Domus

In this room, the poems come and go

Poems by Sarabjeet Garcha Section curated by Ranjit Hoskote Photograph­s by Chirodeep Chaudhuri

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Poems by Sarabjeet Garcha Section curated by Ranjit Hoskote Photos by Chirodeep Chaudhuri

To write a poem is to manage stresses and balances, develop a structure held together by contrary forces such as the gravitatio­nal drag of the language as common currency and the lift of the language as re-invented and re-calibrated by the individual poet. The beams of the individual lines, the slabs of stanzas, and the columns of assonance, off-rhyme and anaphora hold the structure that is the poem together. To read a poem is to apply variable loads to each part of the text, to test its capacity to bend, bear up, distribute pressure, and push back against the voice that would occupy it.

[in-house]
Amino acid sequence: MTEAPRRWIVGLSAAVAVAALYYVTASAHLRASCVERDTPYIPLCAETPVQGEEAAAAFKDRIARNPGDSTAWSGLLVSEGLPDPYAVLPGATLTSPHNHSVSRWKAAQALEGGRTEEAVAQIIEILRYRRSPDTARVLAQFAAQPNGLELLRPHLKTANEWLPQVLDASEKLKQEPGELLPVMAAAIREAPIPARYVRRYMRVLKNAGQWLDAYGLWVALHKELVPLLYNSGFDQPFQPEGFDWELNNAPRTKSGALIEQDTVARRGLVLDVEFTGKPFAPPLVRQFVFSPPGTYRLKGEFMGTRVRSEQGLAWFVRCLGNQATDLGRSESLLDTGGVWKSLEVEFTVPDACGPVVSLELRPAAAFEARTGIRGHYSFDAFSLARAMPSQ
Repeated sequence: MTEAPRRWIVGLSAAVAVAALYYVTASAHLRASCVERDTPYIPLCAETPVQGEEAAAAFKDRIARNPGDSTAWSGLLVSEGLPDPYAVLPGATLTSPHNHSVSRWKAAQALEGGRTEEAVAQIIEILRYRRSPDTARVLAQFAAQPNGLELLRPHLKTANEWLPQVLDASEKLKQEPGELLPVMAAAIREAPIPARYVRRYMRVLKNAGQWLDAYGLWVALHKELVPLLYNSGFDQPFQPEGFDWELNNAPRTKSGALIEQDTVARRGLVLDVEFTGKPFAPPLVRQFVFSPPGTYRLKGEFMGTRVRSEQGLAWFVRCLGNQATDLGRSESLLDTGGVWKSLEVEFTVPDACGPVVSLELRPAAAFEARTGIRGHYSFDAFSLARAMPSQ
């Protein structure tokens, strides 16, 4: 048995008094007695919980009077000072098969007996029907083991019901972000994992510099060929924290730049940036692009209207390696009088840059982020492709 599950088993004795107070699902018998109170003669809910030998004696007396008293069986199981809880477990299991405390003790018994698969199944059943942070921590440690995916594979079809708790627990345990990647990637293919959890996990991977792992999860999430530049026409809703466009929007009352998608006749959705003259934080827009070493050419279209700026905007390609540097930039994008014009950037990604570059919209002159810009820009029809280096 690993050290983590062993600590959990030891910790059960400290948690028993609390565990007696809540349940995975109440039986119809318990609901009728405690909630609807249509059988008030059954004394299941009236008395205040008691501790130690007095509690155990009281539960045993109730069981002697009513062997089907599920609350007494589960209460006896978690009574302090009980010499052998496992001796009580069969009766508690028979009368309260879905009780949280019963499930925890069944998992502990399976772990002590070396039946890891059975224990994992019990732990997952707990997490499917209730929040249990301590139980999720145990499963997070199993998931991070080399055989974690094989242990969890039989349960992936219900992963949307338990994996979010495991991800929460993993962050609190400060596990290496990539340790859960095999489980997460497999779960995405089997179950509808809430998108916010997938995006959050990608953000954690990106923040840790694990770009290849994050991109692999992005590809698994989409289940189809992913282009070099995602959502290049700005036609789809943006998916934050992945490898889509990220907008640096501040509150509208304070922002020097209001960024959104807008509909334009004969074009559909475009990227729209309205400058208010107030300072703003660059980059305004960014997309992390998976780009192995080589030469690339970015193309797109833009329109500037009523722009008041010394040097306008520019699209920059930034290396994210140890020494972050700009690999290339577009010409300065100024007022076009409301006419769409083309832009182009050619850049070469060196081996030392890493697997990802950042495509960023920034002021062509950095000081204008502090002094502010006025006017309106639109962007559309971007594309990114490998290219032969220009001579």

This month, we present a suite of poems by Sarabjeet Garcha, bilingual poet in English and Hindi, translator from several languages, and publisher of poetry under his imprint Copper Coin. Garcha invests himself very fully in the ethos and materialit­y of lived-in interiors, whether the home or the school, each encrypted with childhood memory and the shamanic magic of toys that are animated by spirits and can affect world events. And how far is distance, really, to the poet-persona who craves solitude when among people yet craves the presence of the loved one when he is in seclusion? On climbing to the summit of his seclusion, he finds, with only minimal surprise, that the person who lives in a hut there and welcomes him is the person who lives in the room next to his. Garcha’s poems can pivot delicately around the shifting valencies of words. Take ‘station’, for instance, in a poem crafted as a meditation on the train journey as an escape to a place of retreat and anonymity. It could mean a staging point in a railway journey, a pause for rest, a cup of tea in a kulhad and a samosa. Or it could mean one of multiple channels on an old-fashioned radio, each bringing into our living rooms the thrum and texture of a distant city on a distant continent, the cadences of an aurally composed globe. Sarabjeet Garcha mediates, with a deceptive simplicity, between the near and the far, linking these opposites with pledges of friendship that can redeem us from the guile and stratagems of our everyday survival kit and restore us, however momentaril­y, to the “shimmer/ of a childhood morning”.

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